" Narcos " helping users to potentially curb Cybercrime




The dark web isn't only a market for illicit drugs and stolen Visa or credit card numbers but rising underneath the surface of this already uncertain market place is a growing economy flourishing on stolen identities.

There is a developing interest for favoured user logins on the dark web, and the outcomes could indeed have devastating consequences for organizations and businesses around the world.
It is as comparative as the famous Netflix original series "Narcos" which recounts the story of former drug chieftain Pablo Escobar, who in his prime made as much profit trafficking cocaine in a year than the entire total national output of Colombia. And keeping in mind that there were many components and factors that prompted and later led to the rise of Escobar, the most critical was the developing worldwide demand.

Amidst all this a simple formula is followed from consumer credit card logins to iOS administrator credentials.

The more access someone has to a system, the more valuable their identity is on the dark web.

Experts estimate that stunning revenue of $800,000 a day by AlphaBay, which was taken down in July, demonstrates that the money made on the black market can overshadow what many best and no doubt the top security organizations—who are in charge of protecting these identities—acquire every year.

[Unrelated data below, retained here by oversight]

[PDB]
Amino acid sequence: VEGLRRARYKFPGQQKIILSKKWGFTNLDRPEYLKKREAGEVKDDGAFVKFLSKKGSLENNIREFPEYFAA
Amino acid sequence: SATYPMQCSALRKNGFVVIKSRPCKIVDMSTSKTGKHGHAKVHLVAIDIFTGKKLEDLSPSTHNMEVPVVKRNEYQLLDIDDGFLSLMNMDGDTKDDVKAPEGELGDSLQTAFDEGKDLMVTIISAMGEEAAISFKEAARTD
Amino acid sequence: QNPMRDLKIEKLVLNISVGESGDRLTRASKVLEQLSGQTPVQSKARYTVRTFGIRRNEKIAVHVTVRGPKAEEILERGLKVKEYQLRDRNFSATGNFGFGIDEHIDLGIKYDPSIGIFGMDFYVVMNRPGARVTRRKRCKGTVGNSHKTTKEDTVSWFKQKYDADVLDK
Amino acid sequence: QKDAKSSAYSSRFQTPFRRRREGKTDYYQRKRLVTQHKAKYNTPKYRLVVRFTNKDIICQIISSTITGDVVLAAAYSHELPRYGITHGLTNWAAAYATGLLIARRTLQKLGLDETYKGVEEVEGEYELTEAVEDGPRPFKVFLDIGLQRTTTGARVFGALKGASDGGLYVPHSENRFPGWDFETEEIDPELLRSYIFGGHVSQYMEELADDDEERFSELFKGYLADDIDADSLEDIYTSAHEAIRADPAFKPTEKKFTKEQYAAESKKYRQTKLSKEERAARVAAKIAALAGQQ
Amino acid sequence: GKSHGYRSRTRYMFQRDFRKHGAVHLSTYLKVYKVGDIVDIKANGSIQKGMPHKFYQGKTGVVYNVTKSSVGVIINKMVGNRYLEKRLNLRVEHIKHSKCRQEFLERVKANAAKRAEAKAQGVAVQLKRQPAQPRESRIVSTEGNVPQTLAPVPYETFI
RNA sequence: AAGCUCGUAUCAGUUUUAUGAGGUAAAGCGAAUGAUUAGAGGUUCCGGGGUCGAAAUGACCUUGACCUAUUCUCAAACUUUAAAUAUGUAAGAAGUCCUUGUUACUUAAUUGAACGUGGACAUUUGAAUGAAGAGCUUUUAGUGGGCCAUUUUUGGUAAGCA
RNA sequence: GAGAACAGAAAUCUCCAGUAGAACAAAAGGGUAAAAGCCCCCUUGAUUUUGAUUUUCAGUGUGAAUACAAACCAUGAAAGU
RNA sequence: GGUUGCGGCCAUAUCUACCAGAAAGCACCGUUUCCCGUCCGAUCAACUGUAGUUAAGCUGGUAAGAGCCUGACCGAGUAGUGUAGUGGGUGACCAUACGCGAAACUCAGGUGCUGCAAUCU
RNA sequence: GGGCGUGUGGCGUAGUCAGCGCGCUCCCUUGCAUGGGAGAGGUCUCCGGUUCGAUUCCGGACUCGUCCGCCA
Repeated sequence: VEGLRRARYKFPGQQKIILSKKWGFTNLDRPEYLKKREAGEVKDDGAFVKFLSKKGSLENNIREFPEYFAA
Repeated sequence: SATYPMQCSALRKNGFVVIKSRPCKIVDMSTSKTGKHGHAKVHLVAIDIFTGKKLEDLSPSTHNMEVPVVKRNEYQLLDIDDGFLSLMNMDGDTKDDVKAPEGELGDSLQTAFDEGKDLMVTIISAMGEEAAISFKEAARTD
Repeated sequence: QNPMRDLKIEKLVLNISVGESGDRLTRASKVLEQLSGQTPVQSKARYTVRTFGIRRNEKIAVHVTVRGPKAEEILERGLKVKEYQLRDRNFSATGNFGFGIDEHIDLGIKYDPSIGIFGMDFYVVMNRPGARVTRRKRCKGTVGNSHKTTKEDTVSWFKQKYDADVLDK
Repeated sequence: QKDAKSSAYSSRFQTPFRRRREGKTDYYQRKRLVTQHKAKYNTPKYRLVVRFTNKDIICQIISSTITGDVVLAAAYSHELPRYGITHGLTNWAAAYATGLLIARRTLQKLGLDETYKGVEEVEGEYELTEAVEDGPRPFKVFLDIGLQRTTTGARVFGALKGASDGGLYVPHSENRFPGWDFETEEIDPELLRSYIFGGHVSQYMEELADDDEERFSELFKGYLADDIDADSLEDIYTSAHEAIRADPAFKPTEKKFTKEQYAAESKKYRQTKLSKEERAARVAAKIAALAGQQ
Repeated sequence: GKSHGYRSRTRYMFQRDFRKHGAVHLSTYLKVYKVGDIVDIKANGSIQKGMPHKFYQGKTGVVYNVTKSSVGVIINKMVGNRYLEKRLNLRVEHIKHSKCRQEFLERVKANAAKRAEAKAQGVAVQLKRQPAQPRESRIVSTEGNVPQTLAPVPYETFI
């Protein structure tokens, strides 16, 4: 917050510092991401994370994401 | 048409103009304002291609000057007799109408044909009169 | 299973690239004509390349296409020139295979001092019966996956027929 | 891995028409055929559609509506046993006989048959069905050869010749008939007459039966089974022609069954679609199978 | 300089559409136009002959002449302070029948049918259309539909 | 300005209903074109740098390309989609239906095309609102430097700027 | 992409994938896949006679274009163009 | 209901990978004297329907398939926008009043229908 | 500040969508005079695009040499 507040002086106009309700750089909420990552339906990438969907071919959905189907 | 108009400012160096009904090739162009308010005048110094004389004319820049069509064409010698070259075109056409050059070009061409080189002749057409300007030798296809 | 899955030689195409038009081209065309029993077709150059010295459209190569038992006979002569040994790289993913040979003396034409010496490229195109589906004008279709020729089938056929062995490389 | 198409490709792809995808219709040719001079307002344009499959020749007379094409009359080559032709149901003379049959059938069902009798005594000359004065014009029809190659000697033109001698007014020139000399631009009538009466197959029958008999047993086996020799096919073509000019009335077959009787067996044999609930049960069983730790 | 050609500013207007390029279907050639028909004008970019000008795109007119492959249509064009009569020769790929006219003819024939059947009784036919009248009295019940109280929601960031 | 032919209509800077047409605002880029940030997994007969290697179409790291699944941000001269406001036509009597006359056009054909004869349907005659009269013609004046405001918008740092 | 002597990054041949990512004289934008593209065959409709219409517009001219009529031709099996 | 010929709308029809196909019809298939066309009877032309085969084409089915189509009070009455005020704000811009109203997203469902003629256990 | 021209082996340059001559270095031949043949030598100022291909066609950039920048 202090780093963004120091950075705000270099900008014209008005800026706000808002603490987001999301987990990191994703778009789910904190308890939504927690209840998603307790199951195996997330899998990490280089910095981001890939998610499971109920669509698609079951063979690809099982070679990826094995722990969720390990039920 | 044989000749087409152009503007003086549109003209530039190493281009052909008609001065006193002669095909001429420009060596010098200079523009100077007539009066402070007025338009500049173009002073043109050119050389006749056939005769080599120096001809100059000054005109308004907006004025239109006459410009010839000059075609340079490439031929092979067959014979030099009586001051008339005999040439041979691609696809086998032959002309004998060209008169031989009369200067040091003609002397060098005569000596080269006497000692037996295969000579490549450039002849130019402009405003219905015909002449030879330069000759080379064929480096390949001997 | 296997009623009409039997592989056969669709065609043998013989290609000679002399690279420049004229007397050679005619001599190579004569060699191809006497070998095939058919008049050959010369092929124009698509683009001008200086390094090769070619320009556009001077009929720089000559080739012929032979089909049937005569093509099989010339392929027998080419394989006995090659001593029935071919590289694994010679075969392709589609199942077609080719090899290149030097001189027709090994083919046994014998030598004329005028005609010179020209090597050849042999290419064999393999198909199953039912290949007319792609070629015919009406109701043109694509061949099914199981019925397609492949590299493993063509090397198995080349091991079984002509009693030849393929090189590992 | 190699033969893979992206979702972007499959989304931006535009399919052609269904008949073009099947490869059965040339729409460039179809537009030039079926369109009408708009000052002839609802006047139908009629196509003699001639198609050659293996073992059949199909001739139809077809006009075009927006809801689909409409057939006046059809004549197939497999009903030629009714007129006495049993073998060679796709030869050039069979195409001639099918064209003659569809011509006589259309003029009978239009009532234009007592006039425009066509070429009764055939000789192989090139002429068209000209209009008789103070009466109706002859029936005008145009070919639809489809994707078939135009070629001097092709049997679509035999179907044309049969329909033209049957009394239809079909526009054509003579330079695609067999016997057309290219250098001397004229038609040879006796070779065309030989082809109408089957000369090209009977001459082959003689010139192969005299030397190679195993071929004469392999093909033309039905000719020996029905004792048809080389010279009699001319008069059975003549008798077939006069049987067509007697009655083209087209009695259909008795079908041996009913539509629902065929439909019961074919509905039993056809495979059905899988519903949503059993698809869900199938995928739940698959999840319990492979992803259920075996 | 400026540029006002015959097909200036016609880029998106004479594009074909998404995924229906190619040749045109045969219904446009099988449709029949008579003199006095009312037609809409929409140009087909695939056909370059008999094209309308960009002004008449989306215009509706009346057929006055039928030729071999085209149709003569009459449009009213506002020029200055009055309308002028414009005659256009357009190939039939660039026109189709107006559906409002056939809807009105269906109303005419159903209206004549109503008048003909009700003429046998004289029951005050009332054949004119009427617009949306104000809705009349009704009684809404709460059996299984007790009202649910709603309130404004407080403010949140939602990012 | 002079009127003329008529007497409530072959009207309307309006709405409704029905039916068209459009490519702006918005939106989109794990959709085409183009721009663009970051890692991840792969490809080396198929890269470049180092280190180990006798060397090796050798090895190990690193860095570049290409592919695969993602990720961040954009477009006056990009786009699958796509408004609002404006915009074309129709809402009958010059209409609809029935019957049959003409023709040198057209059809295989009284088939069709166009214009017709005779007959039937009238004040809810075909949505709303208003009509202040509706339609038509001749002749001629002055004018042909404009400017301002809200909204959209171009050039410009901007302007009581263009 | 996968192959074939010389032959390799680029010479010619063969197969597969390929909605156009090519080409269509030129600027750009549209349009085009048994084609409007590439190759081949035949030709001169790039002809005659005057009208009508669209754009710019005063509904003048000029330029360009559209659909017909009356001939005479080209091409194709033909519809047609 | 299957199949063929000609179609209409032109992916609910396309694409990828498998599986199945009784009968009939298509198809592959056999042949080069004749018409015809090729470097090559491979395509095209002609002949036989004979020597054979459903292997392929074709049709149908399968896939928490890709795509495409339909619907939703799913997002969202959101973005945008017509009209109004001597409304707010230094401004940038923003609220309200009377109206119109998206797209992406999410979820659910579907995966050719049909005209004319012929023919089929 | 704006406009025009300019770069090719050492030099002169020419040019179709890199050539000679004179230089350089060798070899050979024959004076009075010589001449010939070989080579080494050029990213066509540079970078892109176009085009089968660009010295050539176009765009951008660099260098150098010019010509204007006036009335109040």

Today almost 80 per cent of all cyber security breaches involve privileged login credentials according to Forrester Research.

In the wrong hands those privileged logins can wreak destruction and havoc on a business either through an arranged inward attack or by closing a framework (system) down for ransom.
In a current illustration featured in a report from BAE systems and PwC, a group called APT10 focused solely on the privileged credentials of managed IT service co-ops (MSPs) that further permitted the hacker unprecedented potential access to the intellectual property and sensitive information of those MSPs and their customers all around.

The dark web is lucrative to the point that anybody with software engineering abilities and a wayward good compass can endeavour to trade out; therefore one cannot avoid and ward off every 
attempt to break into their system.

Understanding and realising that, we must ensure that no user has full, uncontrolled and unregulated access to our networks and systems. As it turns out to be certain that the most ideal approach to avert hackers, hoping to offer your privileged credentials on the dark web is to debase them however much as could be expected.

To bring this back around to "Narcos," if cocaine clients amid Escobar's rule as a narco-trafficker all of a sudden ended up being noticeably invulnerable to the forces of the  drug, the market demand—and the fortune Pablo Escobar was hoarding—would have long dried up.


 Similarly on the off chance that we could check the straightforwardness or the ease at which culprits can utilize privileged credentials we can possibly control the cybercrime. The same is valid for offering and selling credentials and certifications alike, on the dark web.